Obama Seeks out the Wise Old Men (and Women) of Foreign Policy
By Perry Bacon Jr.
Interviewed in April about his role advising Barack Obama on foreign policy, former national security adviser Anthony Lake said, "I'm one of the few bald heads."
"Most of the folks we brought in are in their 40s. They had some experience in the Clinton administration, but I think they are the next generation," said Lake, who helped put together a variety of working groups on different foreign affairs issues over the last year for the Illinois senator, who he endorsed early last year despite having served in a top post in the Clinton administration.
But the 69-year-old Lake is no longer standing out because of his lack of youth among Obama's advisers. Obama met today with a group of foreign policy advisers that his campaign announced would be part of a formal team through the November election, and he's added plenty of gray with former secretary of state Madeline Albright (71) former senator Sam Nunn (69) and former congressman Lee Hamilton (77).
Obama's campaign last week announced a bunch of economists who would be advising him, and -- just as on that list -- the foreign policy group seems selected to unite the various wings of the Democratic Party. There are Clinton backers (Albright, most prominently), longtime Obama backers (former assistant secretary of state Susan Rice, Lake, former Navy secretary Richard Danzig), and a number of officials who didn't get involved in the primary process, such as former secretary of defense William Perry.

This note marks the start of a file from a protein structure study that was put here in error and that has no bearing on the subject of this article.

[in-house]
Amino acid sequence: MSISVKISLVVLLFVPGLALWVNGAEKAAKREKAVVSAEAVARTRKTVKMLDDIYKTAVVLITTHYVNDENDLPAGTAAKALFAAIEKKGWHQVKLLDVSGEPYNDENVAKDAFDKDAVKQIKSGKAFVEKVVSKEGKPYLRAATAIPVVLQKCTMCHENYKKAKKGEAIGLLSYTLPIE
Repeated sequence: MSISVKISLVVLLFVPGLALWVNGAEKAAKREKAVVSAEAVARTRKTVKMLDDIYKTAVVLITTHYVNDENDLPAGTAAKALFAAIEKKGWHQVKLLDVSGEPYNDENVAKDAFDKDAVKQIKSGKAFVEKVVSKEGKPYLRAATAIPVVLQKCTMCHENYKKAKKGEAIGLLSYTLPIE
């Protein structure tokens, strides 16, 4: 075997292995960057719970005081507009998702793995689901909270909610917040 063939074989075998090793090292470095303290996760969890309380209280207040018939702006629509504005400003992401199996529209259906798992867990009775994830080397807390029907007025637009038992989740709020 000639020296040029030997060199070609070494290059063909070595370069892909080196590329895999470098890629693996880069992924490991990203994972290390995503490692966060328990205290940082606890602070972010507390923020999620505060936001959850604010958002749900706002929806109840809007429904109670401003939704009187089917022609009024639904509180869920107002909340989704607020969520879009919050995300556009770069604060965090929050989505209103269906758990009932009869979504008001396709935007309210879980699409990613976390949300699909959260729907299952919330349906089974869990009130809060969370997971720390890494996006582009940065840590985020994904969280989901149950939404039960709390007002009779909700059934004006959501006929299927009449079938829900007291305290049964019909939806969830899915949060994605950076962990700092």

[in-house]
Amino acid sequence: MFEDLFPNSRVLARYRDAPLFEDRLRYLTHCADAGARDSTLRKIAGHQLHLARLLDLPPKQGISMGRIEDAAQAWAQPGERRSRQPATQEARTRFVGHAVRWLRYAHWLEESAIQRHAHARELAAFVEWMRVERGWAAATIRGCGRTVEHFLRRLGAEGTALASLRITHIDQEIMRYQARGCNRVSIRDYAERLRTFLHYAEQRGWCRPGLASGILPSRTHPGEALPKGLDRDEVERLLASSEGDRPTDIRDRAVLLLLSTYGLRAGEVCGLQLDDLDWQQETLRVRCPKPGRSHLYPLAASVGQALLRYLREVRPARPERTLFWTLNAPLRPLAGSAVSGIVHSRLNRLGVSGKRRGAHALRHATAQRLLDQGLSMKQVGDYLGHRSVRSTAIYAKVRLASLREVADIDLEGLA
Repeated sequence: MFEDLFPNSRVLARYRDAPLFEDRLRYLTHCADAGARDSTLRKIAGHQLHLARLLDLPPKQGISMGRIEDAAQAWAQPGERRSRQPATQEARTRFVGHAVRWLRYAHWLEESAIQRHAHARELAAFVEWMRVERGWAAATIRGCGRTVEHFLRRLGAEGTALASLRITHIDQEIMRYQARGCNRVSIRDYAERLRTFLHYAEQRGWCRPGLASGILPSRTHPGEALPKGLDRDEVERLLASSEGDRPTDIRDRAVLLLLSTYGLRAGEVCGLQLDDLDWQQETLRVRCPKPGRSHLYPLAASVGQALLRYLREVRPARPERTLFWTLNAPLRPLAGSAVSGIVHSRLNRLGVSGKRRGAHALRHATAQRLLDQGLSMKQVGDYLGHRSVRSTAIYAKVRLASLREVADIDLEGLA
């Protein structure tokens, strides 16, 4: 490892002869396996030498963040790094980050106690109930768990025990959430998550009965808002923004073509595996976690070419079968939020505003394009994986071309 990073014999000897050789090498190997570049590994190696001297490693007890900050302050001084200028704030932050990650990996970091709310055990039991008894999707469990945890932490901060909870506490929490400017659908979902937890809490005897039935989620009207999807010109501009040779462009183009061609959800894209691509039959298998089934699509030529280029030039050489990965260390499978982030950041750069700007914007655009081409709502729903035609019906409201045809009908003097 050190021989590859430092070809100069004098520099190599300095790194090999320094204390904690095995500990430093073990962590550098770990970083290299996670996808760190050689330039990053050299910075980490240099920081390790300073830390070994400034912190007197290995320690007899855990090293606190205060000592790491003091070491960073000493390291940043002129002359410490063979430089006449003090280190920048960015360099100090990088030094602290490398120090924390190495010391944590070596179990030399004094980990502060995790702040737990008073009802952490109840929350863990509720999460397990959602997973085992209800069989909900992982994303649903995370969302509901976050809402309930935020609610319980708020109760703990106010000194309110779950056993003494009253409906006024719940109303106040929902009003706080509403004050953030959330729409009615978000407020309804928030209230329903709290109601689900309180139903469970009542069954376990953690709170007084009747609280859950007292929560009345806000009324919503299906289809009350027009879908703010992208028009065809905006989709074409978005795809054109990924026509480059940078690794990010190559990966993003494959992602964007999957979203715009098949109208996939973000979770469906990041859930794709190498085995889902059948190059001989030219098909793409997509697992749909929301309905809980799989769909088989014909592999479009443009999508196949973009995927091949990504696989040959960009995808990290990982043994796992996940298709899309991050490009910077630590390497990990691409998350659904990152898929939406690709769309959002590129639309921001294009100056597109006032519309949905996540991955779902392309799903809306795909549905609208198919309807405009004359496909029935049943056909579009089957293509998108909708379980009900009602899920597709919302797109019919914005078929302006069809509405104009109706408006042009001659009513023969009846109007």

Obama has started recalibrating some of his stances for the general election, and this new team could steer him further away from some of the bolder positions he took in the primaries.
Albright publicly praised Clinton's comments that she would not meet leaders of rogue nations without pre-conditions, after Obama said he would hold such meetings and criticized Clinton's stance. While not taking on Obama directly, Hamilton in a recent interview said "you cannot lock yourself into something in a fluid situation" when asked about setting a precise timetable for withdrawing troops from Iraq.
Obama has indicated some flexibility on both issues in recent weeks, saying he would meet with leaders like Mahmoud Ahmadinejad only to advance U.S. interests, and he would consider revising his plan to withdraw all combat troops from Iraq in this first two years in office if the situation there suggested a different approach.
The list of Obama's advisers is also notable for who is not on it. Richard Holbrooke, a leading figure in the Clinton administration's foreign policy who had backed the former first lady during the primary process and has long been considered a potential secretary of state in the next Democratic administration, did not make the cut, nor did Samatha Power, who has long advised Obama on foreign policy issues but left his campaign after being quoted calling Clinton a "monster" earlier this year.
Web Politics Editor
June 18, 2008; 4:20 PM ET
Categories: Cast of Characters
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